A legal scholar shares what Pride means to him, and how it's about looking forward to issues that continue to affect LGBTQ individuals.
Kyle Kirkup is a 2013 Trudeau Scholar at the University of Toronto Faculty of Law. His research examines the role of contemporary Canadian criminal law in regulating queer and trans people. Kyle has written about the criminalization of sex work and HIV non-disclosure, along with the legal regulation of trans people in Canadian prisons. Here’s what Pride means to him.
The first Pride was a riot.
On June 28, 1969, the New York Police Department—like they had so many times before— raided the Stonewall Inn, targeting queer and trans people for having the audacity to gather together.
But something remarkable happened that night. Our communities fought back. The riot—led by trans women of colour, many of them sex workers—played a key role in bringing the contemporary queer-rights movement to life.
Twelve years later, Toronto had its own Stonewall moment. On February 5, 1981, 150 police officers carrying crowbars and sledgehammers raided four bathhouses throughout the city. The police could be heard screaming homophobic slurs as they broke into locked cubicles and sent naked men onto the street in the middle of winter. Over the course of a single evening, the Toronto police arrested close to 300 men — almost all of the charges were later thrown out in court. Following the raids, our communities organized a series of massive protests against the police.
We continue to celebrate Pride every June as a reminder of moments like these. But Pride is not just a backwards-looking exercise. It is also a time to reflect on the future directions that our movement might take.
I came to my first Pride not as a revolutionary, but as a witness.
In my early 20s, as I was still coming to terms with my own sexuality, I made my way to Toronto with a group of friends for Pride. It was 2004. There I was, this awkward, self-conscious person, quietly observing the more liberated people around me from the sidelines.
The experience was transformational.
Never before had I been in the presence of so many queer and trans people, representing every version of what life might look like. I realized that I could no longer remain a witness, one who sat on the sidelines as activists around me did the heavy lifting. I wanted to become a participant. I wanted to start playing an active role in the struggle for queer and trans liberation.
During the early 2000s, many advocacy organizations were fighting for the legal recognition of same-sex marriage in every province and territory in Canada. The federal government introduced legislation that did just that in 2005. The work of these activists underscored both the perils and possibilities of using the law to bring about liberation for our communities.
As I have slowly moved from being a witness to a participant, my own research and activism has tried to imagine queer and trans futures that go beyond the dominant framing of relationship recognition.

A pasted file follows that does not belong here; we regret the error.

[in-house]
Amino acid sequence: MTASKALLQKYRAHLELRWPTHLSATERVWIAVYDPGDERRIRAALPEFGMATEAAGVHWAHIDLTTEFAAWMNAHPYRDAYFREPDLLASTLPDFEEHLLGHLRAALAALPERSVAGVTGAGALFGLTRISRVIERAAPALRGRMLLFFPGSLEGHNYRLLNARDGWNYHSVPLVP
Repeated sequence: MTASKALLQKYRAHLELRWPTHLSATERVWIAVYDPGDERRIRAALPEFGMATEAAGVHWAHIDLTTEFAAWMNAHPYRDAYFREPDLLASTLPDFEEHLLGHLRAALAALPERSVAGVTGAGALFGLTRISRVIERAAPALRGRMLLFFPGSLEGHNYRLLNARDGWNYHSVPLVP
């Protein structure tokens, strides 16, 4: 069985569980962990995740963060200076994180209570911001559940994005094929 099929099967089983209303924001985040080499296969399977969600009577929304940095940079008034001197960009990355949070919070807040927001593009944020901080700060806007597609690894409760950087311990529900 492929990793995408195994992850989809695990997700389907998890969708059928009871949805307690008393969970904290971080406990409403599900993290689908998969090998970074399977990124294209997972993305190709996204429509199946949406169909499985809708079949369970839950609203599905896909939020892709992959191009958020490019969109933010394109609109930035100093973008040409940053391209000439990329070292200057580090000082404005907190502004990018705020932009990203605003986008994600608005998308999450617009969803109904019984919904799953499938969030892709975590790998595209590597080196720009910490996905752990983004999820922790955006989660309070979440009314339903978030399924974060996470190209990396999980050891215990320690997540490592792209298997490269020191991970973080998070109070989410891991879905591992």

Instead, my research takes us back to the future, examining questions about how the criminal legal system continues to be used to target members of our communities. In undertaking this research, I have worked closely with sex worker organizations, HIV/AIDS activists, and trans community members.
Take, for example, the criminalization of HIV non-disclosure in Canada. In the aftermath of two Supreme Court of Canada decisions, people living with HIV have a legal duty to disclose their status whenever there is what the law calls a “realistic possibility that HIV will be transmitted.” The law treats failing to disclose one’s status as one of the most serious offences in the Criminal Code—aggravated sexual assault. The offence carries with it the maximum sentence of life in prison, along with a mandatory designation as a sex offender. Given our collective history with HIV/AIDS, one that extends to the present, challenging the criminalization of HIV non-disclosure will continue to be a central focus of our activism.
In addition, consider the legal regulation of trans women in Canada’s federal and provincial prisons. Unless they have undergone gender-affirming surgery, trans women are regularly placed in men’s prisons. While in men’s prisons, trans women experience extraordinarily high rates of violence, sexual assault, discrimination, and harassment. In the face of these stark realities, prison administrators often place trans women into solitary confinement “for their own safety.” Solitary confinement has devastating mental health implications—the United Nations Special Rapporteur has even called its prolonged use a form of torture. Challenging this policy, along with the law and order agendas that put trans women in prisons in the first place, is another key site for our activism.
Every June, Pride is an opportunity to reflect on the fearless queer and trans activists who came before us. At the same time, it is a moment to reflect on where, as a movement, we go next.
At this moment in our history, it is time to return to the activism that inspired the Stonewall Riots and the Toronto bathhouse protests. It is time to refocus our efforts on challenging the everyday criminalization of our communities.